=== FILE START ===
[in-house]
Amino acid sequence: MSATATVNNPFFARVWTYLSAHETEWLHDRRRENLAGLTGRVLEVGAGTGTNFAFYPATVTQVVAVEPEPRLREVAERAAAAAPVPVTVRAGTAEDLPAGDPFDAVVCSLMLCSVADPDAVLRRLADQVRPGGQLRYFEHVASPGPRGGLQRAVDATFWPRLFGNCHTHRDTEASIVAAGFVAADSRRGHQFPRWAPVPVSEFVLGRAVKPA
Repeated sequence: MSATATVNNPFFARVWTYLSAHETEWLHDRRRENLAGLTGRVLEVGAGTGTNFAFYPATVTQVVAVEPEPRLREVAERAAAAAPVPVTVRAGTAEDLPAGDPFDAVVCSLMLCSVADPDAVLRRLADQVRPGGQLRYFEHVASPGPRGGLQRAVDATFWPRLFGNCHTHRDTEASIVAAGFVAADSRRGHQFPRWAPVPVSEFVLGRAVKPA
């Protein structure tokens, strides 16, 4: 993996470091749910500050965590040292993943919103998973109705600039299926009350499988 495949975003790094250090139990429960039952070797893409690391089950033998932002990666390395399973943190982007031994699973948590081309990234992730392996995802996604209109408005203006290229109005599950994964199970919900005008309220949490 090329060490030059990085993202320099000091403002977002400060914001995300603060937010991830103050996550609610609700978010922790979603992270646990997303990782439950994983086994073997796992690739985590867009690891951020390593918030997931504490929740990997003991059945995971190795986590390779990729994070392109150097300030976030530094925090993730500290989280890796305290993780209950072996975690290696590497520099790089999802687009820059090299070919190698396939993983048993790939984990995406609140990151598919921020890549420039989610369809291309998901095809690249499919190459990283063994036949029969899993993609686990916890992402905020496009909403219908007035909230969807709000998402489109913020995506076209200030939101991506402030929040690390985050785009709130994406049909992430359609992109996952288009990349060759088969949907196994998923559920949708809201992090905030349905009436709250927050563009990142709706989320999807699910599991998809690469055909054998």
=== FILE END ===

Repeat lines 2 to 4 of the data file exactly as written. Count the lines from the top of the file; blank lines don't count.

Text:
Amino acid sequence: MSATATVNNPFFARVWTYLSAHETEWLHDRRRENLAGLTGRVLEVGAGTGTNFAFYPATVTQVVAVEPEPRLREVAERAAAAAPVPVTVRAGTAEDLPAGDPFDAVVCSLMLCSVADPDAVLRRLADQVRPGGQLRYFEHVASPGPRGGLQRAVDATFWPRLFGNCHTHRDTEASIVAAGFVAADSRRGHQFPRWAPVPVSEFVLGRAVKPA
Repeated sequence: MSATATVNNPFFARVWTYLSAHETEWLHDRRRENLAGLTGRVLEVGAGTGTNFAFYPATVTQVVAVEPEPRLREVAERAAAAAPVPVTVRAGTAEDLPAGDPFDAVVCSLMLCSVADPDAVLRRLADQVRPGGQLRYFEHVASPGPRGGLQRAVDATFWPRLFGNCHTHRDTEASIVAAGFVAADSRRGHQFPRWAPVPVSEFVLGRAVKPA
């Protein structure tokens, strides 16, 4: 993996470091749910500050965590040292993943919103998973109705600039299926009350499988 495949975003790094250090139990429960039952070797893409690391089950033998932002990666390395399973943190982007031994699973948590081309990234992730392996995802996604209109408005203006290229109005599950994964199970919900005008309220949490 090329060490030059990085993202320099000091403002977002400060914001995300603060937010991830103050996550609610609700978010922790979603992270646990997303990782439950994983086994073997796992690739985590867009690891951020390593918030997931504490929740990997003991059945995971190795986590390779990729994070392109150097300030976030530094925090993730500290989280890796305290993780209950072996975690290696590497520099790089999802687009820059090299070919190698396939993983048993790939984990995406609140990151598919921020890549420039989610369809291309998901095809690249499919190459990283063994036949029969899993993609686990916890992402905020496009909403219908007035909230969807709000998402489109913020995506076209200030939101991506402030929040690390985050785009709130994406049909992430359609992109996952288009990349060759088969949907196994998923559920949708809201992090905030349905009436709250927050563009990142709706989320999807699910599991998809690469055909054998």